I saw my goatee had grown to double bumps hanging down, which didn’t do anything for my face. I looked like Depp in the Pirates of the Caribbean franchise, but more withered and grayer. Naturally, I concluded, trim them. Somehow, trimming them worsened their appearance. Recoiling with fresh horror, I decided that it all looked so bad that the only thing that I could do is shave the goatee off entirely. Trying, though, I ended up revealing a bloody wound that the beard concealed.

What happened? Had I cut myself? Meanwhile, my wife was calling for me to hurry and my beard had darkened and grown across my lower face.

That’s where the dream ended.

Yeah, classic self-image dream about my identity, isn’t it?

Easy

“Do I have a flat head?” he asked.

The question was from the proverbial blue left field. It certainly had naught to do with what was going on (which was going to the store) (for groceries) (snacks, if they were honest) (he was driving), or what they’d been talking about (movies) (Parasite and Uncut Gems).

“No,” she said. “You have a perfect head. It’s a perfect shape and size. I’ve always admired the shape of your head.”

He nodded, then said something about worrying about it, which was why he was combing his hair differently (she hadn’t noticed). She half-listened, instead thinking how easy it’d been for her to lie.

But that’s what was learned, during forty years of keeping a marriage alive.

Oh

oh, you pain me

and you give me joy

and, oh, you make me so happy that I can’t believe my luck

oh, you make me so angry that I could spit nails

and oh so sad that I cry hot tears in the car

and have secret conversations with you in my head

(that’s what makes them secret)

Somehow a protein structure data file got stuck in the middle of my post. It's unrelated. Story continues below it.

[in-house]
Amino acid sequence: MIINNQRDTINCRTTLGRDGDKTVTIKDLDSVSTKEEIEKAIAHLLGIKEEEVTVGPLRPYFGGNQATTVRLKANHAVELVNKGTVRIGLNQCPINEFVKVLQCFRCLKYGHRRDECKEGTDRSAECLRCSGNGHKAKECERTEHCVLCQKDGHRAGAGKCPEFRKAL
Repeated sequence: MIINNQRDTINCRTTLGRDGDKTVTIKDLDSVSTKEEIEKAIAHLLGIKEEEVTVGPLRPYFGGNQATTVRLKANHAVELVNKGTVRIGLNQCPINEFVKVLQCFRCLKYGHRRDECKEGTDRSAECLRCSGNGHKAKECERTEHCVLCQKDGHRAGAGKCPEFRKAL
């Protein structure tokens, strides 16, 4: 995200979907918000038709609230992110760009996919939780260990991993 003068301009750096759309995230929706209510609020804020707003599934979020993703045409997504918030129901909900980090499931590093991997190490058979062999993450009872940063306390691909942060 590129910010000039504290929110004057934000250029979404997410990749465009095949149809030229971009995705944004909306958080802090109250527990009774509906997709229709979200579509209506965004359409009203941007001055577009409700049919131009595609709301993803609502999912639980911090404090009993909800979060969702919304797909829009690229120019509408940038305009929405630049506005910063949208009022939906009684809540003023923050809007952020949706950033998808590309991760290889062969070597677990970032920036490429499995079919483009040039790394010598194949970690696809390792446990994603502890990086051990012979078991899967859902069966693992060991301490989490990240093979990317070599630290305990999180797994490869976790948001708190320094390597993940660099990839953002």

oh, your beauty and intelligence amazes me

and your kindness and sweetness inspires me

and no one could ever have a better friend

but oh, your obstinance and rigidity frustrates me

and oh, how your complaints wear me out

and your drinking and habits enervate me

which shows the truth:

love can’t be spelled without oh

 

 

Sunday’s Theme Music

I encountered a friend on the street. He was coming out of a store and I was walking by. Eighty years old, his wife is two years younger. She’s having medical issues.

Married for fifty years, his only spouse, he seemed like he was going through the process of thinking about life without her. They’ve downsized their home twice in the last eight years, but her mobility is going, as is her vision and her mental acuity. In his words, “It all seems to be falling apart for her.”

Sad, and an often heard story. I commiserated with him, but what struck me was his comments about being nothing without her. He said, in his thinking, everything that he’d done after getting his college degree was about her, and then their family that they created, and their life together. It was his constant motivation.

After we parted and I thought more about what he’d said, “Bring Me to Life” by Evanescence (1995) slipped into the stream, a song about being nothing without another.

 

Floofmencement

Floofmencement (floofinition) – An act, instance, or time of beginning an experience with, or engaging with, an animal.

In use: “With many people, floofmencement began with looking into an animal’s eyes. From in there, people grasped love, pain, sadness, hope, among other emotions, and took it on themselves to be with and help this creature.”